But after Cardlytics’ stock price plummeted over news of the pandemic and a simultaneous leadership change, Perdue bought back roughly a quarter to a half million in stock at just $30 a share. By Tuesday of this week, those shares had quadrupled in price to $121 a share.
The AP writes that Perdue’s trades weren’t necessarily illegal since there’s no direct evidence yet that he acted on nonpublic information. But congressional members undoubtedly had a better grasp of what kind of threat the pandemic posed to both the nation’s public health and the economy, and experts are urging a scrutinization of the trades.
“This does seem suspicious,” said John C. Coffee Jr., a Columbia University law school professor who specializes in corporate and securities issues, adding, “You need more than suspicions to convict.”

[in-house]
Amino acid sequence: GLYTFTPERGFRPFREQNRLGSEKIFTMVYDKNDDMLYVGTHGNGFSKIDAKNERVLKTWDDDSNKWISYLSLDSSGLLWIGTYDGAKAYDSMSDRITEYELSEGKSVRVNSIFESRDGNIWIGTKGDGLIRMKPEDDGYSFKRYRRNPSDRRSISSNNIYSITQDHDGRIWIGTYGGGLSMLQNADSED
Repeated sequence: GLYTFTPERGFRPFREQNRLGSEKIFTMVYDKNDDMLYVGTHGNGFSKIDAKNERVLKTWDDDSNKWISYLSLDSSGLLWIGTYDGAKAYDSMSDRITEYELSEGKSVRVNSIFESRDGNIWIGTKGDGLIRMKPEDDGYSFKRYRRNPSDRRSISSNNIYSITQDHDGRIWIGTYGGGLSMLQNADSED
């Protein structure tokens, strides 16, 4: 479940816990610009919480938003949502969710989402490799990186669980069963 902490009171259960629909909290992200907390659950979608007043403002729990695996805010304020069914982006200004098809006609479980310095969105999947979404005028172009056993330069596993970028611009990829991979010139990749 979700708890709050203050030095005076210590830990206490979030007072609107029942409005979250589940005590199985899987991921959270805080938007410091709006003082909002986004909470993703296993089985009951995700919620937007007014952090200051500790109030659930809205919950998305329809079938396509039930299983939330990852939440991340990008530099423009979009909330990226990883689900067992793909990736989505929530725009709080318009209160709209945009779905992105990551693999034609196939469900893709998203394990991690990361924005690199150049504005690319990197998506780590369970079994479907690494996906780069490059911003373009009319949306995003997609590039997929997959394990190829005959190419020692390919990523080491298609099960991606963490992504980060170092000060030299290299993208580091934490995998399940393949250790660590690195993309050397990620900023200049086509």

The rather toothless Senate Ethics Committee has cleared Perdue of ethics violations for some of his past trades that also emitted a whiff of corruption.
But the sheer volume of Perdue’s impeccably timed trades, whether illegal or not, have come to epitomize the measure of the man. Perdue, a supposed public servant, clearly spends the vast majority of his time and energy focused on his own bottom line and that of his rich buddies.
That is particularly abhorrent when Perdue adopted a public posture last spring similar to Donald Trump of downplaying a public health emergency that has now claimed more than 250,000 American lives and counting.
As his Democratic challenger Jon Ossoff has pointed out, Perdue urged the listeners of a local Georgia podcast on March 11 not to overreact to the coronavirus threat: “I think we have to realize that the risk of this virus in the United States right now still remains low.”
All the while, Perdue was calculating how many ways he could score some big bucks off the near-certain calamity to come.
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